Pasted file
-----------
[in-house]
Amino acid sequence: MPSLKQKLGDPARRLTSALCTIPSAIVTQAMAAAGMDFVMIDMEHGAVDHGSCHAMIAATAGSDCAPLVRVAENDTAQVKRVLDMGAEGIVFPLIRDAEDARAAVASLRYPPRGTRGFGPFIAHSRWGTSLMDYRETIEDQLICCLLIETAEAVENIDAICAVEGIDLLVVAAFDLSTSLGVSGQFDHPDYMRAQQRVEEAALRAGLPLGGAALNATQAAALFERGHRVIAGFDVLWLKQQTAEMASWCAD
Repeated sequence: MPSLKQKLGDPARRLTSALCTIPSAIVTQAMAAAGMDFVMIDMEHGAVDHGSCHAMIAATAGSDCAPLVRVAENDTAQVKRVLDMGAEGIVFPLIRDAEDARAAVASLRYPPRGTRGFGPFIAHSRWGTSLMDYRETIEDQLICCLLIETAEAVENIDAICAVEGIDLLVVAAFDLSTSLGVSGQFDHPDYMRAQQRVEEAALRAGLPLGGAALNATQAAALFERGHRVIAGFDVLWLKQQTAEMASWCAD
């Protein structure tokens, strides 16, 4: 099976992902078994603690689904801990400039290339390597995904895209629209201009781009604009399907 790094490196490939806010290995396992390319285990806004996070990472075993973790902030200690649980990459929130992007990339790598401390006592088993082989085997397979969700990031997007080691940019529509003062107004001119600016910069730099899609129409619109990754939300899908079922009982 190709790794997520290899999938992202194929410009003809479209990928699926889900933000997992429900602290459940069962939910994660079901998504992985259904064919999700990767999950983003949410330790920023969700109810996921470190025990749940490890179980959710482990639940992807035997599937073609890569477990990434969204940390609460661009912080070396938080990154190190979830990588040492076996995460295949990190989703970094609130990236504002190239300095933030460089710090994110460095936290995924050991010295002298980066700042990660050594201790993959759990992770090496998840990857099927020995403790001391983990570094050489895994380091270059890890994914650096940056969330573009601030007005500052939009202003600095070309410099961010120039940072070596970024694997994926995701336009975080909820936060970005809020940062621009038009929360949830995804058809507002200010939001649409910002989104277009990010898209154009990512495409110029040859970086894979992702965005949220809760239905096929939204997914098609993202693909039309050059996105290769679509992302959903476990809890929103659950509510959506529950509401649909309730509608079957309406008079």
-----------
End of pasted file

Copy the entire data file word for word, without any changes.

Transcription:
[in-house]
Amino acid sequence: MPSLKQKLGDPARRLTSALCTIPSAIVTQAMAAAGMDFVMIDMEHGAVDHGSCHAMIAATAGSDCAPLVRVAENDTAQVKRVLDMGAEGIVFPLIRDAEDARAAVASLRYPPRGTRGFGPFIAHSRWGTSLMDYRETIEDQLICCLLIETAEAVENIDAICAVEGIDLLVVAAFDLSTSLGVSGQFDHPDYMRAQQRVEEAALRAGLPLGGAALNATQAAALFERGHRVIAGFDVLWLKQQTAEMASWCAD
Repeated sequence: MPSLKQKLGDPARRLTSALCTIPSAIVTQAMAAAGMDFVMIDMEHGAVDHGSCHAMIAATAGSDCAPLVRVAENDTAQVKRVLDMGAEGIVFPLIRDAEDARAAVASLRYPPRGTRGFGPFIAHSRWGTSLMDYRETIEDQLICCLLIETAEAVENIDAICAVEGIDLLVVAAFDLSTSLGVSGQFDHPDYMRAQQRVEEAALRAGLPLGGAALNATQAAALFERGHRVIAGFDVLWLKQQTAEMASWCAD
């Protein structure tokens, strides 16, 4: 099976992902078994603690689904801990400039290339390597995904895209629209201009781009604009399907 790094490196490939806010290995396992390319285990806004996070990472075993973790902030200690649980990459929130992007990339790598401390006592088993082989085997397979969700990031997007080691940019529509003062107004001119600016910069730099899609129409619109990754939300899908079922009982 190709790794997520290899999938992202194929410009003809479209990928699926889900933000997992429900602290459940069962939910994660079901998504992985259904064919999700990767999950983003949410330790920023969700109810996921470190025990749940490890179980959710482990639940992807035997599937073609890569477990990434969204940390609460661009912080070396938080990154190190979830990588040492076996995460295949990190989703970094609130990236504002190239300095933030460089710090994110460095936290995924050991010295002298980066700042990660050594201790993959759990992770090496998840990857099927020995403790001391983990570094050489895994380091270059890890994914650096940056969330573009601030007005500052939009202003600095070309410099961010120039940072070596970024694997994926995701336009975080909820936060970005809020940062621009038009929360949830995804058809507002200010939001649409910002989104277009990010898209154009990512495409110029040859970086894979992702965005949220809760239905096929939204997914098609993202693909039309050059996105290769679509992302959903476990809890929103659950509510959506529950509401649909309730509608079957309406008079």